Tree root cases such as this were given as an example of recoverable success fees inflating the cost of claims at the expense of council tax payers in the Jackson Report. Ward LJ, self-styled old curmudgeon, is clearly a fervent Jackson supporter and feels that in many respects CFAs have operated as a bonanza for insurers and their lawyers, who are favoured by the law as it stands. Fortunately the Court of Appeal did not allow its views about the present costs system to persuade it into making a bad decision on the law, which would have been the case had they held that it was unreasonable for CFAs to be used to pursue subrogated claims.

There is an increasing tension between the once generally accepted view that the insurance position of the parties was not a matter for the courts to take into account, and the modern desire to obtain as much information as possible about the parties and their circumstances. Disclosure fits better with the CPR “cards on the table" approach to litigation – why should the one factor which may be key to a claimant’s view of the merit of pursuing a claim, namely what is the limit of cover and will the costs eat it up anyway, not be known? And concerns as to the appropriate share of court resources to be allocated to a case ought to include allowance for the prospects of an effective recovery. Whilst acknowledging these concerns, Steel J in West London Pipeline and Storage Ltd v Total UK Ltd confirmed that details of insurance are a private matter between an insurer and an insured, production of which would encourage “deep pocket" litigation and would seriously prejudice a defendant. He concluded that there is no jurisdiction under the CPR to make an order for the disclosure of a party’s insurance position and that the decision to the contrary in Harcourt v FEF Griffin (Representatives of Pegasus Gymnastics Club) was wrong.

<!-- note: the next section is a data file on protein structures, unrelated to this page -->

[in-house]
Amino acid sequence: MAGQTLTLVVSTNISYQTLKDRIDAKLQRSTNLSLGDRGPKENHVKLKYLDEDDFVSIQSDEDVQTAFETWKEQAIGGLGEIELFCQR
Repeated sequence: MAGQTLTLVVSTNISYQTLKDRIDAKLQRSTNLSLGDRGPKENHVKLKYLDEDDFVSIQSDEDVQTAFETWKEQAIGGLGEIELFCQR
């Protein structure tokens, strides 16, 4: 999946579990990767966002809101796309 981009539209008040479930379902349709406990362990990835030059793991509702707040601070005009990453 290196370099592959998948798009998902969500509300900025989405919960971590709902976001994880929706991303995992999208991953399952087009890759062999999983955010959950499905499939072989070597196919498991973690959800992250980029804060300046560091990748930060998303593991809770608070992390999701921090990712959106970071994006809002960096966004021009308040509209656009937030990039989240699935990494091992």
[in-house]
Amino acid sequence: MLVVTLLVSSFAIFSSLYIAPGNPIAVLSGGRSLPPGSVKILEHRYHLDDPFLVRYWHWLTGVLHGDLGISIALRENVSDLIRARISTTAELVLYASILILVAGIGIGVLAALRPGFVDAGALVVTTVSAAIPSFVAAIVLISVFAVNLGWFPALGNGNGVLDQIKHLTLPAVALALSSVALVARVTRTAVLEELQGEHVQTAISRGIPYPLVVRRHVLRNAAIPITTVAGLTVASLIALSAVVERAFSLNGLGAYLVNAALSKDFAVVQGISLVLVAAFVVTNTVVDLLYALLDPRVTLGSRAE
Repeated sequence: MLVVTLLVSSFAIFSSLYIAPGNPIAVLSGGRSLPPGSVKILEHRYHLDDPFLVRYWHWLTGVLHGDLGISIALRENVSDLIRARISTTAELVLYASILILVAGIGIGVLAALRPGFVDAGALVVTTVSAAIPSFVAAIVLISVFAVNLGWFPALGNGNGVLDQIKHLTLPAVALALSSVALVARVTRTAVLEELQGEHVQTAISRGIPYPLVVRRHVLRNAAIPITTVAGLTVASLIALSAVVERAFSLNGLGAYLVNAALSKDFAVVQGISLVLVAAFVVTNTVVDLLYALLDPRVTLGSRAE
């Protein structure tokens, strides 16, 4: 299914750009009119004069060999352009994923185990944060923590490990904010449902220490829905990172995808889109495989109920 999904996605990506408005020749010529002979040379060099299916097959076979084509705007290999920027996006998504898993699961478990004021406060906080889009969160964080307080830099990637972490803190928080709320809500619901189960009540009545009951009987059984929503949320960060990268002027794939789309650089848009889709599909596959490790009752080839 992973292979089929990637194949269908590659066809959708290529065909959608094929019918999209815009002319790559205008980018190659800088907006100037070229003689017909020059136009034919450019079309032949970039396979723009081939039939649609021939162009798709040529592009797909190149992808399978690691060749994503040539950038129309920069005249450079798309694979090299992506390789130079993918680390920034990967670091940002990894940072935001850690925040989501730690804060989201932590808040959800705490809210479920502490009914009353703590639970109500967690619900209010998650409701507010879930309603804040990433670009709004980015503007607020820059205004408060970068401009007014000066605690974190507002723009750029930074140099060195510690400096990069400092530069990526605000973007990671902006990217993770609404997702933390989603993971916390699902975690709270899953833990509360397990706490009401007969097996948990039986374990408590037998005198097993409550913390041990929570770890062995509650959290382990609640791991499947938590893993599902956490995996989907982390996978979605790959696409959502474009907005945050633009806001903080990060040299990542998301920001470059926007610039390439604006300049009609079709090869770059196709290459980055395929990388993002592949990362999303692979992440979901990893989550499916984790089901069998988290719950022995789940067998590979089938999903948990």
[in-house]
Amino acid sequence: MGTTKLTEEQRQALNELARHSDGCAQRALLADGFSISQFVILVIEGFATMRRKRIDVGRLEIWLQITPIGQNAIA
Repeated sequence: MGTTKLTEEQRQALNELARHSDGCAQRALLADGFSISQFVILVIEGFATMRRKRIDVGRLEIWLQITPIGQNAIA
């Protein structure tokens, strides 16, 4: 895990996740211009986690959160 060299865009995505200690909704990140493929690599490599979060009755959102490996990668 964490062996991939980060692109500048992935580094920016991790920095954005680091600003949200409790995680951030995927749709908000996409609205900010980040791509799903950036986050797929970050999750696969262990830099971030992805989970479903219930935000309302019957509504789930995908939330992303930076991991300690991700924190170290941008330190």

Similar arguments arose in Fosse Motor Engineers Ltd v Conde Nast & National Magazine Distributors Ltd where the claimant argued unsuccessfully that the fact that a successful defendant’s costs have been incurred by its insurers is a reason to refuse to award pre-judgment interest on costs under CPR 44.3(6)(g). The court held that it is a commercial reality that both parties to litigation may be insured and it would be a very odd state of affairs if the court could not take into account this reality when making an order for interest on costs. Where the case has been funded by insurers, it will almost inevitably be the case that there will be a financial loss incurred by the insurers in paying out costs bills as and when they fall due for payment. They should be compensated for this loss in interest.

Returning to recent attempts to resist the recovery of success fees, a district judge in the Leeds District Registry has upheld such an argument in a case where the claimant's solicitors had given an oral assurance that they would not charge the claimant any fees if the defendant GP practice was unable to meet any costs order against it. This assurance was held to be a term of the CFA and as it was not in writing, the entire CFA was held to be unenforceable. It was also unenforceable because the claimant would have been entitled to legal aid but chose to go to a non-legal aid firm because she knew them. The claimant was unable to recover any costs from the defendant (Law Society Gazette 24 February 2011).